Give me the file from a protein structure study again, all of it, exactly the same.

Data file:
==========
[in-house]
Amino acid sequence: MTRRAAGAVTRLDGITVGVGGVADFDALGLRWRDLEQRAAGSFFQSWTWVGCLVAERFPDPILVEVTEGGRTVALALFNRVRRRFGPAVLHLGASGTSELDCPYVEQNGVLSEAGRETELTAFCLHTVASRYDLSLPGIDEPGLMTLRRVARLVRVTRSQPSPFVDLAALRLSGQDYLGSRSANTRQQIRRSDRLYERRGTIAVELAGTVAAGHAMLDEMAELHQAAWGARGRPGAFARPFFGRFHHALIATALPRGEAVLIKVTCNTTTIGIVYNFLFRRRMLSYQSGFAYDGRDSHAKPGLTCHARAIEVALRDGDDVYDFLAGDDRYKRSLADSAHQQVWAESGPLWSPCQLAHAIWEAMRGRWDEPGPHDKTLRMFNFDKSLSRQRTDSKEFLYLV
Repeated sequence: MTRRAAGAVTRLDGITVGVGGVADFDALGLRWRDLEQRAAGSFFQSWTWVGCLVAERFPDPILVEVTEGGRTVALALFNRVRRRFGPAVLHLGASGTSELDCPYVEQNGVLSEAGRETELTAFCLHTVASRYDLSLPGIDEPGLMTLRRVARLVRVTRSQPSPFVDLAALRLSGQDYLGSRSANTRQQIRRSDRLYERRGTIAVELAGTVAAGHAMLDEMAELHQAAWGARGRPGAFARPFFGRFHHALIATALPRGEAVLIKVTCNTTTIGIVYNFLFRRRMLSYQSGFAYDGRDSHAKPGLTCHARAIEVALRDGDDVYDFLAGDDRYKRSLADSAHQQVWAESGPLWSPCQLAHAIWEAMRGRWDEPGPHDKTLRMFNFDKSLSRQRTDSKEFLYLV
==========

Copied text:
[in-house]
Amino acid sequence: MTRRAAGAVTRLDGITVGVGGVADFDALGLRWRDLEQRAAGSFFQSWTWVGCLVAERFPDPILVEVTEGGRTVALALFNRVRRRFGPAVLHLGASGTSELDCPYVEQNGVLSEAGRETELTAFCLHTVASRYDLSLPGIDEPGLMTLRRVARLVRVTRSQPSPFVDLAALRLSGQDYLGSRSANTRQQIRRSDRLYERRGTIAVELAGTVAAGHAMLDEMAELHQAAWGARGRPGAFARPFFGRFHHALIATALPRGEAVLIKVTCNTTTIGIVYNFLFRRRMLSYQSGFAYDGRDSHAKPGLTCHARAIEVALRDGDDVYDFLAGDDRYKRSLADSAHQQVWAESGPLWSPCQLAHAIWEAMRGRWDEPGPHDKTLRMFNFDKSLSRQRTDSKEFLYLV
Repeated sequence: MTRRAAGAVTRLDGITVGVGGVADFDALGLRWRDLEQRAAGSFFQSWTWVGCLVAERFPDPILVEVTEGGRTVALALFNRVRRRFGPAVLHLGASGTSELDCPYVEQNGVLSEAGRETELTAFCLHTVASRYDLSLPGIDEPGLMTLRRVARLVRVTRSQPSPFVDLAALRLSGQDYLGSRSANTRQQIRRSDRLYERRGTIAVELAGTVAAGHAMLDEMAELHQAAWGARGRPGAFARPFFGRFHHALIATALPRGEAVLIKVTCNTTTIGIVYNFLFRRRMLSYQSGFAYDGRDSHAKPGLTCHARAIEVALRDGDDVYDFLAGDDRYKRSLADSAHQQVWAESGPLWSPCQLAHAIWEAMRGRWDEPGPHDKTLRMFNFDKSLSRQRTDSKEFLYLV